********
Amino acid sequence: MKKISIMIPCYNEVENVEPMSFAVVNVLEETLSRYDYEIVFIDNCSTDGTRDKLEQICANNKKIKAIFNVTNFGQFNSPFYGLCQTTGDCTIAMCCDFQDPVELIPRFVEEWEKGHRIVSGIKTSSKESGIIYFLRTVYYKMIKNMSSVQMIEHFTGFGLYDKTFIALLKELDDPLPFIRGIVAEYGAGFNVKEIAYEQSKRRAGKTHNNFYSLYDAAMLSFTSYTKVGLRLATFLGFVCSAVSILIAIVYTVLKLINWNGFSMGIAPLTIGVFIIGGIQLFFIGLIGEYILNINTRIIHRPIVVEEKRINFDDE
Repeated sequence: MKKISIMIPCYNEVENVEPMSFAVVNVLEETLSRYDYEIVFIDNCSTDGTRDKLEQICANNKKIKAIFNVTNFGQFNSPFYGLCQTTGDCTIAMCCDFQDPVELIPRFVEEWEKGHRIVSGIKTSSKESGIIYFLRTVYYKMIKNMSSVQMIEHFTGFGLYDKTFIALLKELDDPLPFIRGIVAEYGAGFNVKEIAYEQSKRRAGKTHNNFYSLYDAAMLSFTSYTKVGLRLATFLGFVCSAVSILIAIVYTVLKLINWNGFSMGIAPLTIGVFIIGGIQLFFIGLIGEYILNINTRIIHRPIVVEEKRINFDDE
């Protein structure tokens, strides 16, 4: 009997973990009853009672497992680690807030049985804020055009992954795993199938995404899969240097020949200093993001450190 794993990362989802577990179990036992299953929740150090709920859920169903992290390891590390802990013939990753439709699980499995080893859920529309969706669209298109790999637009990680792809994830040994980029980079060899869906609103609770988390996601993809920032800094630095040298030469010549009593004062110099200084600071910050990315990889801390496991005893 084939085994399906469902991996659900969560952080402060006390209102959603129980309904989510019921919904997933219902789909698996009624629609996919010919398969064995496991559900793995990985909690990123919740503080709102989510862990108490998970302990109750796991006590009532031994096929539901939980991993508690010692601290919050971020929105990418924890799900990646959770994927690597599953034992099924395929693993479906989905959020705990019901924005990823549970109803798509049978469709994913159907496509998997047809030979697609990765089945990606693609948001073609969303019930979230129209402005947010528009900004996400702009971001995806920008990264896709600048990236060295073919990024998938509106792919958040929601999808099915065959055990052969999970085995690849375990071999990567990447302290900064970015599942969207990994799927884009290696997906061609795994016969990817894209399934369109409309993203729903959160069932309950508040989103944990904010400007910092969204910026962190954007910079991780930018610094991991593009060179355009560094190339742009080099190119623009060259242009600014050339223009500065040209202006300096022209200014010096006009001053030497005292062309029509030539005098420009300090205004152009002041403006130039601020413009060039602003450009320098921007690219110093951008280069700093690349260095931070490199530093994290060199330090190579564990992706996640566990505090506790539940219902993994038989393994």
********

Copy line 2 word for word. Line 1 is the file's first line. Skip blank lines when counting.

Repeated sequence: MKKISIMIPCYNEVENVEPMSFAVVNVLEETLSRYDYEIVFIDNCSTDGTRDKLEQICANNKKIKAIFNVTNFGQFNSPFYGLCQTTGDCTIAMCCDFQDPVELIPRFVEEWEKGHRIVSGIKTSSKESGIIYFLRTVYYKMIKNMSSVQMIEHFTGFGLYDKTFIALLKELDDPLPFIRGIVAEYGAGFNVKEIAYEQSKRRAGKTHNNFYSLYDAAMLSFTSYTKVGLRLATFLGFVCSAVSILIAIVYTVLKLINWNGFSMGIAPLTIGVFIIGGIQLFFIGLIGEYILNINTRIIHRPIVVEEKRINFDDE